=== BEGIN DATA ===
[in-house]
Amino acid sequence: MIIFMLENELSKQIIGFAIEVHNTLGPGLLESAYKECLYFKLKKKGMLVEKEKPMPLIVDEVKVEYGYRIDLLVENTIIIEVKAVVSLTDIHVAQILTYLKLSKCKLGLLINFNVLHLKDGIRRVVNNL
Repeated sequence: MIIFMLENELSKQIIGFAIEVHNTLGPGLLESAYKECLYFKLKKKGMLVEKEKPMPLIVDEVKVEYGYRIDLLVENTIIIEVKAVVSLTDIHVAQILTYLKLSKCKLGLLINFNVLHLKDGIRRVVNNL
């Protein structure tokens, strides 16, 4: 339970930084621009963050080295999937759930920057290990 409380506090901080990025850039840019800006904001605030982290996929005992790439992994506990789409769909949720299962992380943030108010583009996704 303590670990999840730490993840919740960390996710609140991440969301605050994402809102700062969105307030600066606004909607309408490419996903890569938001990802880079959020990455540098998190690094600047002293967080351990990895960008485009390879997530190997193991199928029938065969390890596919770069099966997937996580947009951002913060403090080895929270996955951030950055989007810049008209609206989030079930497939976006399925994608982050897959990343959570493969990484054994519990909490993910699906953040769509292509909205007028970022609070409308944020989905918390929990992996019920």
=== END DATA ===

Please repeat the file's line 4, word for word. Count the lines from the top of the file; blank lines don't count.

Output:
């Protein structure tokens, strides 16, 4: 339970930084621009963050080295999937759930920057290990 409380506090901080990025850039840019800006904001605030982290996929005992790439992994506990789409769909949720299962992380943030108010583009996704 303590670990999840730490993840919740960390996710609140991440969301605050994402809102700062969105307030600066606004909607309408490419996903890569938001990802880079959020990455540098998190690094600047002293967080351990990895960008485009390879997530190997193991199928029938065969390890596919770069099966997937996580947009951002913060403090080895929270996955951030950055989007810049008209609206989030079930497939976006399925994608982050897959990343959570493969990484054994519990909490993910699906953040769509292509909205007028970022609070409308944020989905918390929990992996019920």